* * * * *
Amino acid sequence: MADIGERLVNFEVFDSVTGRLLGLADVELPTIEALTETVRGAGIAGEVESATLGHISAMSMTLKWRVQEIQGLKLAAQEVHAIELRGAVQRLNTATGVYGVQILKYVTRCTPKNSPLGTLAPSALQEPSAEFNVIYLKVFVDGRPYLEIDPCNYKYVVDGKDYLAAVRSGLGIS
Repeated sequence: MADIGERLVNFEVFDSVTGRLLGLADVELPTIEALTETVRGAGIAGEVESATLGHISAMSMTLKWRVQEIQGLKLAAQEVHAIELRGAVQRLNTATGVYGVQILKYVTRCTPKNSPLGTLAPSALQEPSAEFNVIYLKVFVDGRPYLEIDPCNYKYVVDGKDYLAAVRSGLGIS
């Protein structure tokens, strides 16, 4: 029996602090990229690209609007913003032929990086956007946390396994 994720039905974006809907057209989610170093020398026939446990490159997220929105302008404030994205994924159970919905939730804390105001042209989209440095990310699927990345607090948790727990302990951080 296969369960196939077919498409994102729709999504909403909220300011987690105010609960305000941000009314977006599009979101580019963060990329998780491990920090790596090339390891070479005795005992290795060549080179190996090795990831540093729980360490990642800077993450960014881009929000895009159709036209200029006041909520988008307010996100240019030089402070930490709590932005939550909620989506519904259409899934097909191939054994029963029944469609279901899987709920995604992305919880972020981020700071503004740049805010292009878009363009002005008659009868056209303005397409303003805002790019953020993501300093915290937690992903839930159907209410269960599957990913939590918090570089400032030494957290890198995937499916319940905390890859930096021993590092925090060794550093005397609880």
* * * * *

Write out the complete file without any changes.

Amino acid sequence: MADIGERLVNFEVFDSVTGRLLGLADVELPTIEALTETVRGAGIAGEVESATLGHISAMSMTLKWRVQEIQGLKLAAQEVHAIELRGAVQRLNTATGVYGVQILKYVTRCTPKNSPLGTLAPSALQEPSAEFNVIYLKVFVDGRPYLEIDPCNYKYVVDGKDYLAAVRSGLGIS
Repeated sequence: MADIGERLVNFEVFDSVTGRLLGLADVELPTIEALTETVRGAGIAGEVESATLGHISAMSMTLKWRVQEIQGLKLAAQEVHAIELRGAVQRLNTATGVYGVQILKYVTRCTPKNSPLGTLAPSALQEPSAEFNVIYLKVFVDGRPYLEIDPCNYKYVVDGKDYLAAVRSGLGIS
């Protein structure tokens, strides 16, 4: 029996602090990229690209609007913003032929990086956007946390396994 994720039905974006809907057209989610170093020398026939446990490159997220929105302008404030994205994924159970919905939730804390105001042209989209440095990310699927990345607090948790727990302990951080 296969369960196939077919498409994102729709999504909403909220300011987690105010609960305000941000009314977006599009979101580019963060990329998780491990920090790596090339390891070479005795005992290795060549080179190996090795990831540093729980360490990642800077993450960014881009929000895009159709036209200029006041909520988008307010996100240019030089402070930490709590932005939550909620989506519904259409899934097909191939054994029963029944469609279901899987709920995604992305919880972020981020700071503004740049805010292009878009363009002005008659009868056209303005397409303003805002790019953020993501300093915290937690992903839930159907209410269960599957990913939590918090570089400032030494957290890198995937499916319940905390890859930096021993590092925090060794550093005397609880």